Drawing on unique evidence from oral histories and little–known archive material, John Bowlby From Psychoanalysis to Ethology offers a description of the cross–fertilization of attachment theory and ethology. Frank van der Horst describes the influential relationship between Bowlby and British ethologist Robert Hinde, which led Bowlby to rewrite psychoanalysis in the light of ethological principles. He also documents Bowlby s close personal contacts with animal psychologist Harry Harlow and psychoanalyst James Robertson, and his cooperation with Mary Ainsworth. By exploring the significance of these relationships, he sheds light on Bowlby s gradual shift from psychoanalysis to ethology a shift which proved to be of great significance not only in his own work supporting children but in the work of developmental psychologists globally.
Foreword (Professor Jerome Kagan).
1 Biographical Notes and Early Career.
2 Loneliness in Infancy: The WHO Report and Issues of Separation.
3 Working with James Robertson: The Importance of Observation.
4 Bowlby s Acquaintance with Ethology: The Work of Lorenz, Tinbergen, and Hinde.
5 From Theoretical Claims to Empirical Evidence: Harry Harlow and the Nature of Love.
6 Mary Ainsworth′s Role in the Study of Attachment.
van der Horst s treatment of the cross–fertilization of ideas as well as the personal and professional relationships that went into their making is commendable. Given our own contemporary interest in the promises and pitfalls of interdisciplinarity, it emphasizes the many gains that can emerge out of an active commitment to talk across disciplines. With its focus on a series of important attempts to merge the goals of the psychological and the natural sciences, van der Horst s book should equally interest historians of ethology, biology, psychology, psychoanalysis, and the human sciences more broadly. Despite the complex nature of the story that it tells, this book is highly accessible and well suited to nonspecialists and specialists alike." (Journal of the History of the Behavioral Sciences, 2 October 2013)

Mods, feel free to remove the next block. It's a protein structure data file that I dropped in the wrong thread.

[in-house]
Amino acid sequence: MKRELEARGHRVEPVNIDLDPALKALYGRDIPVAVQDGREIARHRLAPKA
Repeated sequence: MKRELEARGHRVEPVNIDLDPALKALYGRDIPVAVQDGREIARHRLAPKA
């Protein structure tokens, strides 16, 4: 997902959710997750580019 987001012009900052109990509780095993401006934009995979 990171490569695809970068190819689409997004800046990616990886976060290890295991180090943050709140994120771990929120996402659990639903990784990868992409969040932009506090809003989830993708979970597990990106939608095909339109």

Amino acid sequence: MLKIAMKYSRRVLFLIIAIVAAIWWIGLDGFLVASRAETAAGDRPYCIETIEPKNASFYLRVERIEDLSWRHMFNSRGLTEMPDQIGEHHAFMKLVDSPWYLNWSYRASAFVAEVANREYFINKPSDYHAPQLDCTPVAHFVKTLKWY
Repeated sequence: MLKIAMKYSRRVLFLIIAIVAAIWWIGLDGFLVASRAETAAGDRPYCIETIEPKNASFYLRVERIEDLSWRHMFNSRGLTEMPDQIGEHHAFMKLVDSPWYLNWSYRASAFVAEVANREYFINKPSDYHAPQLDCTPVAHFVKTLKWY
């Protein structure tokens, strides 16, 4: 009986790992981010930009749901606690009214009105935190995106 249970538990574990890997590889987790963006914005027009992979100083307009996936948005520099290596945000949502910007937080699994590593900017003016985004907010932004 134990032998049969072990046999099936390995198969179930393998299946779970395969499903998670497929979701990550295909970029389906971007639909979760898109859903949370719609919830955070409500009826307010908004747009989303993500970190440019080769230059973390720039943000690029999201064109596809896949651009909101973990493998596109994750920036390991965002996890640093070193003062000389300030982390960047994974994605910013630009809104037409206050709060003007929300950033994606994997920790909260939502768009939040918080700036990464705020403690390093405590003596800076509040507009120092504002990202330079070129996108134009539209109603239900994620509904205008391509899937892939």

Overall, this book, although somewhat cost–prohibitive, does a very good job of helping to contextualize the development of attachment theory and would be useful reading for both clinicians and researchers at all levels of understanding regarding attachment theory. I agree with Jerome Kagan that this is a coherent, gracefully written, even–handed, and richly detailed description. (Journal of Marital and Family Therapy, 1 October 2012)
Nonetheless, for those interested in the history of psychology, and attachment theory in particular, I recommend John Bowlby: From Psychoanalysis to Ethology for what it tells us about the origins of attachment and John Bowlby s courageous forging of attachment theory. (PsycCRITIQUES, 2 May 2012)
"... (this book)does a very good job of helping to contextualize the development of attachment theory and would be useful reading for both clinicians and researchers at all levels of understanding regarding attachment theory. I agree with Jerome Kagan that this is a "coherent, gracefully written, even–handed, and richly detailed description"." (Journal Marital and Family Therapy, October 2011)